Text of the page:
Could the Rays Team With the Mets for an Ike Davis Trade?


Way back in 2005, the Rays selected a first baseman named Ike Davis in the 19th round of the MLB Draft. Davis did not sign and was drafted in the first round by the Mets three years later. Could Davis finally arrive with the team that originally drafted him via a trade this offseason?

On Sunday, Nick Cafardo of the Boston Globe discussed Davis as a possible trade fit for the Red Sox and Rays, with the qualifier that Mets special assistant (and ex-Blue Jays GM) J.P. Ricciardi said that he would be shocked if Davis is actually traded. But if the Mets are willing to part with Davis at some point this offseason, should the Rays target him as a trade option?

Davis, 25, had a solid season in 2012, posting a .227/.308/.462 line (110 OPS+) in 584 plate appearances with 26 doubles, 32 homers, and 90 RBI, striking out 141 times against 61 walks. He was excellent from June 9th to the end of the year after a tough start, managing a .265/.347/.565 line (150 OPS+) with 20 doubles, 27 homers, 69 RBI, and 82 strikeouts versus 43 walks. Looking at Davis’ overall stats on the season, they have to remind you of Carlos Pena with the big power but low batting average with plenty of strikeouts- but the big issue is that Davis doesn’t walk nearly as often. On the season, he walked at a 10.4% clip, which is fine except for the fact that he strikes out so much. Even during his hot stretch from June on, Davis walked 10.9% of the time. Coincidentally, that 10.9% clip is the same walk rate that Pena had over the first six years of his career. Since arriving in Tampa Bay in 2007, however, Pena’s walk rate has jumped to 15.7%. The increased patience played a huge role in Pena’s incredible stretch from 2007 to 2009. Could Davis be a candidate for that type of uptick in patience? He is still improving, so there’s a chance- although by no means is Davis about to break out with a 46-homer season like Pena did in 2007. But even if it doesn’t happen, you hope that Davis can be a little more consistent moving forward and be a 35-homer threat annually with a solid average and on-base percentage. With no answers coming at first base for the Rays right now, they might be willing to give a lot for a player like that.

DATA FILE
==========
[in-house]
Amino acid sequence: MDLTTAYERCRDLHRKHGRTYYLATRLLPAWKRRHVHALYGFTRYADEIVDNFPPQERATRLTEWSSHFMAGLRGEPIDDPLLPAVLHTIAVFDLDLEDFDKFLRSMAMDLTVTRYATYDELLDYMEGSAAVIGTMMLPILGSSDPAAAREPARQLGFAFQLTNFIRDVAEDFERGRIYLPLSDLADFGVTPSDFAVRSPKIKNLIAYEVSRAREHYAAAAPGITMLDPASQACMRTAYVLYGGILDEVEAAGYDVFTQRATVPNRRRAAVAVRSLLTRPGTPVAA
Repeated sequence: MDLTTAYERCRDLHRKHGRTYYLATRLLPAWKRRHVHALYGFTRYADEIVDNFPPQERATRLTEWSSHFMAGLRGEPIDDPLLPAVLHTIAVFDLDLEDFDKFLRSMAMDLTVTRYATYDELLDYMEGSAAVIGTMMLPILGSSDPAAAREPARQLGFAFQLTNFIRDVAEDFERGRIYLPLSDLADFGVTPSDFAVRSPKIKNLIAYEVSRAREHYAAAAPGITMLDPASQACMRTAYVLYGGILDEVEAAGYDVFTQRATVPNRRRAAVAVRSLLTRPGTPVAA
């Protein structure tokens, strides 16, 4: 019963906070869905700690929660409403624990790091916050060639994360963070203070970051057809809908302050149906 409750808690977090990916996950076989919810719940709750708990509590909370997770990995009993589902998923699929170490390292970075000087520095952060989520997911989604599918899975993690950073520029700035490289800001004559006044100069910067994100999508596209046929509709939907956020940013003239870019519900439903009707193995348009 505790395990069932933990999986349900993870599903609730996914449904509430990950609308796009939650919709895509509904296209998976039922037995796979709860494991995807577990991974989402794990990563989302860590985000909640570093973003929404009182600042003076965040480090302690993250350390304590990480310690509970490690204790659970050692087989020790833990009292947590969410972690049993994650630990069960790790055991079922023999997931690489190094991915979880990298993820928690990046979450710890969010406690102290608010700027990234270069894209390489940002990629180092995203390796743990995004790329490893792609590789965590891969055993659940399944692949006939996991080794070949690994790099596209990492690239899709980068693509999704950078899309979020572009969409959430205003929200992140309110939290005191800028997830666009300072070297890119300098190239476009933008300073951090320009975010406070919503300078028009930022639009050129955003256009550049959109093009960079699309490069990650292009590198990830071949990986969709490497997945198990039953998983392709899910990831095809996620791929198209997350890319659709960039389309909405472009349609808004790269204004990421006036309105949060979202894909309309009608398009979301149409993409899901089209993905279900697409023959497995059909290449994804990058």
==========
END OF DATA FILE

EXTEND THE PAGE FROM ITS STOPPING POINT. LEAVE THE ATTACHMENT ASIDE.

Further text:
Davis will be arbitration eligible for the first time this offseason and will be under team control for the next four years. He should get a little expensive down the line, but that should not be an issue for at least the next couple of years and that certainly won’t preclude the Rays from going after Davis.

The Mets aren’t exactly an offensive juggernaut and they’re not about to trade Davis unless it nets them significant improvement for their team. An interesting option for a straight-up trade could be Jeremy Hellickson. Hellickson also has four years left under team control (he’ll be arbitration-eligible for the first time after the 2013 season) and although he’s very talented, he has some enigmatic qualities to him as well. A big problem with that is that the Rays aren’t exactly dying to trade Hellickson. The Rays have to think about trading Hellickson because his agent is Scott Boras and you have to assume he won’t sign a team-friendly extension, but that’s an issue to worry about in a few years, not before he’s even arbitration-eligible. A Davis-Hellickson would be a swap of two players whose teams don’t want to trade them, which would be pretty strange although not impossible. The Rays would rather get the deal done with some of their other starting pitchers. They would be more than happy with a straight-up Davis for Davis trade, Wade for Ike, although the Mets won’t be jumping at that deal. Could an Ike Davis deal possibly be built around say Wade Davis and Chris Archer? In that trade, the Rays get a big bat for their lineup, losing rotation depth but still having plenty in that regard, while the Mets get two pitchers with the ability to either start or relieve with good potential in either role. Archer is little more than a prospect after 6 major league appearances and 29.1 innings pitched, and Davis does not have a great track record as a starter, so the Mets would certainly be taking on risk in this deal (the Rays are as well- Davis could continue striking out like crazy and not getting on base), but they also have a realistic chance of turning their first baseman into the number two and number three starters in their rotation for years to come. You can also do a whole lot worse than a couple of fire-balling relievers with the potential for the late innings, which Davis already is and Archer could easily become (and the bullpen might be a more severe need for the Mets than the rotation anyway right now).

If the Mets are willing to deal Ike Davis, the Rays can make it worth their while in a mutually-beneficial trade. It will be a tough decision for the Mets to decide whether to part with their homegrown slugging first baseman, but if the right offer comes around they will have to consider it, and the Rays could make as good of an offer as anyone with their young pitching.